The Court’s session opens promptly at 10, and Justice Antonin Scalia delivers the opinion in Alabama Department of Revenue v. CSX Transportation Inc. It’s a case that requires the Court to interpret the Railroad Revitalization and Regulation Reform Act of 1976, or the so-called 4-R Act. That’s not the statute whose interpretation has the interest of those in the courtroom today. (The case, about differing tax treatment of fuel for rail carriers versus water carriers, has been here before, and because the Court has remanded it, could come back one day.)
When King v. Burwell gets underway, the challengers’ lawyer, Michael A. Carvin, starts making his merits arguments, only to be stopped in his tracks within seconds by Justice Ruth Bader Ginsburg. She wants to know whether the standing of the four Virginia residents challenging the IRS rule will be an obstacle for the Court in deciding the case.
Ginsburg pursues the issue for about five minutes, then says, “I don’t want to detain you on this anymore, but I will ask the government what their position is on standing.”
Carvin thanks her, then is able to get exactly one sentence out before the questions start rolling towards him. When he does finally get one of his points across, Justice Sonia Sotomayor has a question, but first tells him, “Take a breath.”
In the gallery, Secretary Burwell looks intently toward the bench. Sen. Durbin has his reading glasses on, and is taking seemingly endless notes on a very slim pad of paper. Next to him, Sen. Wyden is scratching the occasional note on small yellow cards. The courtroom has indeed become the House of Cards.
When Justice Anthony M. Kennedy explains one of his federalism concerns to Carvin, and suggests the challengers’ arguments might counterintuitively raise a constitutional problem with the ACA, Carvin tells him that “the government has never made that argument.”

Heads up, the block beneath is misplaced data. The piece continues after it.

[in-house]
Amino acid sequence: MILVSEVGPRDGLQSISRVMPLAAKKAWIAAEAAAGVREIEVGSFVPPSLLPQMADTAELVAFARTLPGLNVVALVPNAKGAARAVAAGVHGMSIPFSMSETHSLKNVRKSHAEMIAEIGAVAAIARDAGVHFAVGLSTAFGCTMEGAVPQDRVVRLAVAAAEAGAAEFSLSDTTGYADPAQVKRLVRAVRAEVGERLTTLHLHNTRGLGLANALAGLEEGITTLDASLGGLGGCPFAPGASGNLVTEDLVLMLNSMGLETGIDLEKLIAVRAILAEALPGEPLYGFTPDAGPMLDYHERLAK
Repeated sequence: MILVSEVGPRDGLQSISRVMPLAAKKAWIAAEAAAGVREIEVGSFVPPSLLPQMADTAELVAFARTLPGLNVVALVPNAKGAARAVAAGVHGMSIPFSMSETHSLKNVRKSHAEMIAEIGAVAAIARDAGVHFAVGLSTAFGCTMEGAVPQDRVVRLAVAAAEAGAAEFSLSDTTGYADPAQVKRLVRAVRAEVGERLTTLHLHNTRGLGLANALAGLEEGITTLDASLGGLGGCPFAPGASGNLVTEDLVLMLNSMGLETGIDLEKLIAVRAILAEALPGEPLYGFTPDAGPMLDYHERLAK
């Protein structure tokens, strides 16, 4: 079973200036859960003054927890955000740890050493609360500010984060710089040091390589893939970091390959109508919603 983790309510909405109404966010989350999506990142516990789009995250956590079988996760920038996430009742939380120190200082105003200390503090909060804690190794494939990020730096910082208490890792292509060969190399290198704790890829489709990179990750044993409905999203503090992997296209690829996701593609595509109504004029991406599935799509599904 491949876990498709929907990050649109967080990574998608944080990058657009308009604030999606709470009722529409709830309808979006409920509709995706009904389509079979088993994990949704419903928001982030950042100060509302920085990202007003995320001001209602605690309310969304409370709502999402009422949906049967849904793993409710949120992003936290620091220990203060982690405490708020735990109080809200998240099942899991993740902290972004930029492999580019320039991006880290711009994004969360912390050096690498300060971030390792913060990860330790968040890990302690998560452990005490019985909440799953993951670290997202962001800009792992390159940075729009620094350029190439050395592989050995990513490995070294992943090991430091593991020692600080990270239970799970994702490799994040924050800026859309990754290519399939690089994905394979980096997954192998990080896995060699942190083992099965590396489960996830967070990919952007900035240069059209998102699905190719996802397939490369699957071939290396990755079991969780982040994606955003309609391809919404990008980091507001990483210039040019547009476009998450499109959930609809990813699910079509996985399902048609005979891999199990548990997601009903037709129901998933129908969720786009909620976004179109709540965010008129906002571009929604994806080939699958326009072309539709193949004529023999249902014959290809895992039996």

“Sometimes we think of things the government doesn’t,” Kennedy replies. As laughter fills the courtroom, Rep. Pelosi leans over to Sen. Alexander to repeat the line he has missed.
Carvin, who argued part of the 2012 challenge to the ACA, is pugnacious at the lectern, and the Justices often have to try harder than usual to interrupt. When Carvin resists one of Justice Elena Kagan’s interruptions, she says, “Wow. You’ve been talking a long time.” She allowed him “two more sentences” before returning to her question.
Often when a member of the Court was posing a question, Carvin would step back from the lectern and gulp from his water glass, which was soon empty. A marshal’s aide brought him another one after he sat down.
As Carvin’s alloted time neared an end, Chief Justice John G. Roberts Jr. said, “Why don’t you take an extra ten minutes and maybe we’ll give you a little bit more of a chance to talk.”
Fat chance. Justice Kagan immediately jumps in, saying, “Well, then, I’ll ask a question.”
When U.S. Solicitor Donald B. Verrilli gets up for his turn, the Chief Justice tells Verrilli he will get an extra ten minutes, too.
Verrilli spends about six minutes on the standing issue, before launching into his merits arguments. He comes across as patient, even serene. As is his style, when asked a tough question, he often promises he will be responsive, but only after finishing another point first. Or, as he said one time, “Justice Scalia, I’m going to answer that question by talking about the legislative process, because I think it is quite relevant.”
Speaking of the legislative process, the biggest laugh of the day comes when Justice Scalia presses Verrilli about the dire predictions about how a decision striking down the IRS rule might cause the ACA to unravel.
“What about Congress?” Scalia asks him. “You really think Congress is just going to sit there while all of these disastrous consequences ensue? I mean, how often have we come out with a
decision such as the — you know, the bankruptcy court decision? Congress adjusts, enacts a statute that takes care of the problem. It happens all the time. Why is that not going to happen here?
Verrilli replies, “Well, this Congress, your honor, I .. I… Of course, theoretically, they could.”
The members of Congress in the gallery join in the general laughter at that.
There may not have been a clear direction on which way the Court would rule. But even a bunch of officeholders with years of political experience know that the nine Justices before them hold all the cards on the health law for now.